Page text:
Sky-event notice: Partial solar eclipse for some Southern Hemisphere observers

On September 11, observers in South America, Antarctica, and the South Atlantic can witness a partial solar eclipse.
By | Published: September 10, 2007 | Last updated on May 18, 2023

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WAUKESHA, WI – Grab your solar-observing gear and get ready for the last solar eclipse of 2007. On September 11, observers in parts of South America, Antarctica, and the South Atlantic will get the opportunity to witness a partial solar eclipse.
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Astronomy magazine editors are available to discuss this spectacle. To request an interview, please contact Matt Quandt at 262.798.6484 or

An eclipse of the Sun, called a solar eclipse, occurs when the New Moon passes directly between Earth and the Sun. When the Moon’s shadow falls on Earth, people within that shadow see the Moon block a portion of the Sun’s light. The Moon’s shadow has two parts: a penumbra and an umbra. The penumbra is the Moon’s faint outer shadow. Observers within this shadow see a partial solar eclipse, with the Moon covering only part of the Sun’s disk.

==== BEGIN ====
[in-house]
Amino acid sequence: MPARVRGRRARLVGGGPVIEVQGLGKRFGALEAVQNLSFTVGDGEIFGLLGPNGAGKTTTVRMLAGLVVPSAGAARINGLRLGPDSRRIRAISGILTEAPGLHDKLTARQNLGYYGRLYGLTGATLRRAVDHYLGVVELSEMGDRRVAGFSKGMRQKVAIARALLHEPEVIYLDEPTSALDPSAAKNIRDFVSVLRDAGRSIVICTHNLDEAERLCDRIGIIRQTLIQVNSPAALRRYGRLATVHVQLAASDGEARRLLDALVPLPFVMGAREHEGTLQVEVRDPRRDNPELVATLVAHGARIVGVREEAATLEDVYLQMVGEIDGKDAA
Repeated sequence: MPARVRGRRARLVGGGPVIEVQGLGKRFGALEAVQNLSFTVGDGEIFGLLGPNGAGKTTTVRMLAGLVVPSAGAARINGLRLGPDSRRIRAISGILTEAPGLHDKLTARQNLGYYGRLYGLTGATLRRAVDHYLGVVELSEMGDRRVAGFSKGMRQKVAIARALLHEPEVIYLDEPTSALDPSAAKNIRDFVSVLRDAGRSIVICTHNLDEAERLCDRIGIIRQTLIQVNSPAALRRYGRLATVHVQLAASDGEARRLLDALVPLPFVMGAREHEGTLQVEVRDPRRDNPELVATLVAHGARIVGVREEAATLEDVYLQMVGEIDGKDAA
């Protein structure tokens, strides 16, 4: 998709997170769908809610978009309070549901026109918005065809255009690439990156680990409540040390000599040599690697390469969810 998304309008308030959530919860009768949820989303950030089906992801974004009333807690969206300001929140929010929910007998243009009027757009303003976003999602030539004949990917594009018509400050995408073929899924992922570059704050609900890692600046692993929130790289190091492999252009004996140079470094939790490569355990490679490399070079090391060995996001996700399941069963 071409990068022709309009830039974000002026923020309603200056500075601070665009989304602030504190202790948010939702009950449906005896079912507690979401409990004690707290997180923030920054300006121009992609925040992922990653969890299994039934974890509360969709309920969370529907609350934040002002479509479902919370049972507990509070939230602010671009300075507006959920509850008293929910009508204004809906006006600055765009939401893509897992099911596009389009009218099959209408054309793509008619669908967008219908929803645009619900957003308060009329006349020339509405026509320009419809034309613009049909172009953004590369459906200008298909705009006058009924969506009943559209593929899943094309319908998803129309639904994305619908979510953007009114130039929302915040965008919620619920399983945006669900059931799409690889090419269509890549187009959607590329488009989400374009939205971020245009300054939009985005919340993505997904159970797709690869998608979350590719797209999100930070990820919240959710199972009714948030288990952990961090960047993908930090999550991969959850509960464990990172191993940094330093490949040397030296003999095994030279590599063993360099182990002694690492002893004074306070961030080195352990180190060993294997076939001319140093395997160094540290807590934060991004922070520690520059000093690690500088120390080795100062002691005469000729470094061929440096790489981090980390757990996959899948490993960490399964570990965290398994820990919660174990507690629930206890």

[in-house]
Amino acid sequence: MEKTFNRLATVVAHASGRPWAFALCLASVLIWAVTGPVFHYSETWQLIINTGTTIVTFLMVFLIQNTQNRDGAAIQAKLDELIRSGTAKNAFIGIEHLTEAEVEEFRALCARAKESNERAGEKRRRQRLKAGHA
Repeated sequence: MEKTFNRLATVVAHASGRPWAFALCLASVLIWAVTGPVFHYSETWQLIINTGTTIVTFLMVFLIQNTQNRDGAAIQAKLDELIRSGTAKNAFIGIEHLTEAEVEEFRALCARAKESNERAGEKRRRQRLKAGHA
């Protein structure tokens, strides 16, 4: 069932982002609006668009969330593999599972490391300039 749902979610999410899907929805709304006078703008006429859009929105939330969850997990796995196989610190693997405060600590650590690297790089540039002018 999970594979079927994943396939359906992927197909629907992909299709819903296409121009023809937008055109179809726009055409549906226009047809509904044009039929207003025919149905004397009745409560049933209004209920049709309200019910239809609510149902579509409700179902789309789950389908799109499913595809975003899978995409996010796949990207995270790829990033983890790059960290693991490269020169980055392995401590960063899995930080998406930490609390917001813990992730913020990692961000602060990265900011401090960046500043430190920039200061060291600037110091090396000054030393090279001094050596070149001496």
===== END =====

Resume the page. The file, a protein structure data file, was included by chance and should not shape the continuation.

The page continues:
The September 11 event begins at 10h25m46s Universal Time (UT), when the Moon’s penumbral shadow makes first contact with Earth. The eclipse ends at 14h36m33s UT as the shadow makes its last contact with Earth. At the point of greatest eclipse, which occurs at 12h31m21s UT, the Moon covers about 75 percent of the Sun’s disk.

How much of the Sun’s disk appears covered by the Moon depends on your observing location. Observers in southern Argentina and Chile will have the best view. In Palmer Station, Antarctica, the Moon will cover up to 70 percent of the Sun’s disk near noon. Most observers in Argentina will see about half of the Sun’s disk covered, while those in Brazil will see about one-fourth of the Sun obscured at greatest eclipse. For those in La Paz, Bolivia, Santiago, Chile, and Lima, Peru, the eclipse will already be in progress at sunrise.

Don’t forget to use proper eye protection when viewing a partial solar eclipse. Use a solar filter with your telescope, wear special solar-eclipse eyeglasses, or construct a pinhole camera and project the Sun’s image onto a piece of paper.